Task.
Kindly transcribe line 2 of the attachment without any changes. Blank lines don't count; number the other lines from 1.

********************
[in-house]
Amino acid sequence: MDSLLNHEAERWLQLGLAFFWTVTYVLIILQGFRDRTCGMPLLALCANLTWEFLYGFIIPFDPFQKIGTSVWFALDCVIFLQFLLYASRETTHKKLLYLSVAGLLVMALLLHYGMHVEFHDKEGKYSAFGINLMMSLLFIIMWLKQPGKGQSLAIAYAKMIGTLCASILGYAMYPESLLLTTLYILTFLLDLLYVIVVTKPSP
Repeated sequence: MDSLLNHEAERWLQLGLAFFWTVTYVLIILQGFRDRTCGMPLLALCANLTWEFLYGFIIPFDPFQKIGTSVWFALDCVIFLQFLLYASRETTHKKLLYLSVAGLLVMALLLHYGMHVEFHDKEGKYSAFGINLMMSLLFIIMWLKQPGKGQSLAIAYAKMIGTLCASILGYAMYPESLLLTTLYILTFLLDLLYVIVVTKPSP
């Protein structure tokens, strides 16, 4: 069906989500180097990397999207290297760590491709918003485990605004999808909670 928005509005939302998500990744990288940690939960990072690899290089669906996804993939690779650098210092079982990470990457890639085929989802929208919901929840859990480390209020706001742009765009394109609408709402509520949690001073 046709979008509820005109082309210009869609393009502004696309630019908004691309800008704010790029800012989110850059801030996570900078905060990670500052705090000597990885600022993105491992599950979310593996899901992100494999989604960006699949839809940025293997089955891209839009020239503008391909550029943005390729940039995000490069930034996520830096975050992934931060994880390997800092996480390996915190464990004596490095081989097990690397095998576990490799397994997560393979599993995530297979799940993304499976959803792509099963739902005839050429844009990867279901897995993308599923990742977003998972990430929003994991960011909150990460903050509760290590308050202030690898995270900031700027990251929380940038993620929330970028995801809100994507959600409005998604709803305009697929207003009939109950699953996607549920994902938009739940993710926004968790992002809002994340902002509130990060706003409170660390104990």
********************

Amino acid sequence: MDSLLNHEAERWLQLGLAFFWTVTYVLIILQGFRDRTCGMPLLALCANLTWEFLYGFIIPFDPFQKIGTSVWFALDCVIFLQFLLYASRETTHKKLLYLSVAGLLVMALLLHYGMHVEFHDKEGKYSAFGINLMMSLLFIIMWLKQPGKGQSLAIAYAKMIGTLCASILGYAMYPESLLLTTLYILTFLLDLLYVIVVTKPSP